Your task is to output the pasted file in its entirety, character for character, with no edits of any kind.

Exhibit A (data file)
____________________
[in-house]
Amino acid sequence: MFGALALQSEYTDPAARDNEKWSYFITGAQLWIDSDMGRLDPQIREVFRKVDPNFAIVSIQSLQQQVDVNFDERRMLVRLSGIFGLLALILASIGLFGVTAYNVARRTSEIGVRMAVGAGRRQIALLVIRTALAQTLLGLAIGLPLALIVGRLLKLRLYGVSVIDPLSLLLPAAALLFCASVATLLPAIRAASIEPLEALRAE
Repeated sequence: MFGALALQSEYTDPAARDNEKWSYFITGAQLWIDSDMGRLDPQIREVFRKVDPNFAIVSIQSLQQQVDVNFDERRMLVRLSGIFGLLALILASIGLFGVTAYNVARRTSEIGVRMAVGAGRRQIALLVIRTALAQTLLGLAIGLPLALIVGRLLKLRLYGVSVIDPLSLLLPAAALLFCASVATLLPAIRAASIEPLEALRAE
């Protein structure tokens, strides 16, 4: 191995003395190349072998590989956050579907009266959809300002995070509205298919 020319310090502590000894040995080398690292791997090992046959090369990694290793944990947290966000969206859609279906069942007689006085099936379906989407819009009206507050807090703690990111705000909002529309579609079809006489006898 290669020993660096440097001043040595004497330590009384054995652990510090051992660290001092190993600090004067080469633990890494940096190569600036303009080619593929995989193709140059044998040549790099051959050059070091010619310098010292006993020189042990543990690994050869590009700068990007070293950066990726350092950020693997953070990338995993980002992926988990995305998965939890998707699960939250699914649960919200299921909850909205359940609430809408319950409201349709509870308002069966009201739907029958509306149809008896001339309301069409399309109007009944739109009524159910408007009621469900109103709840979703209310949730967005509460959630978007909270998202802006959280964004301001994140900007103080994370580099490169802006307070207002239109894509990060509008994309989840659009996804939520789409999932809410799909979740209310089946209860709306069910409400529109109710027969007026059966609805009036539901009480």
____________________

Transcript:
[in-house]
Amino acid sequence: MFGALALQSEYTDPAARDNEKWSYFITGAQLWIDSDMGRLDPQIREVFRKVDPNFAIVSIQSLQQQVDVNFDERRMLVRLSGIFGLLALILASIGLFGVTAYNVARRTSEIGVRMAVGAGRRQIALLVIRTALAQTLLGLAIGLPLALIVGRLLKLRLYGVSVIDPLSLLLPAAALLFCASVATLLPAIRAASIEPLEALRAE
Repeated sequence: MFGALALQSEYTDPAARDNEKWSYFITGAQLWIDSDMGRLDPQIREVFRKVDPNFAIVSIQSLQQQVDVNFDERRMLVRLSGIFGLLALILASIGLFGVTAYNVARRTSEIGVRMAVGAGRRQIALLVIRTALAQTLLGLAIGLPLALIVGRLLKLRLYGVSVIDPLSLLLPAAALLFCASVATLLPAIRAASIEPLEALRAE
């Protein structure tokens, strides 16, 4: 191995003395190349072998590989956050579907009266959809300002995070509205298919 020319310090502590000894040995080398690292791997090992046959090369990694290793944990947290966000969206859609279906069942007689006085099936379906989407819009009206507050807090703690990111705000909002529309579609079809006489006898 290669020993660096440097001043040595004497330590009384054995652990510090051992660290001092190993600090004067080469633990890494940096190569600036303009080619593929995989193709140059044998040549790099051959050059070091010619310098010292006993020189042990543990690994050869590009700068990007070293950066990726350092950020693997953070990338995993980002992926988990995305998965939890998707699960939250699914649960919200299921909850909205359940609430809408319950409201349709509870308002069966009201739907029958509306149809008896001339309301069409399309109007009944739109009524159910408007009621469900109103709840979703209310949730967005509460959630978007909270998202802006959280964004301001994140900007103080994370580099490169802006307070207002239109894509990060509008994309989840659009996804939520789409999932809410799909979740209310089946209860709306069910409400529109109710027969007026059966609805009036539901009480």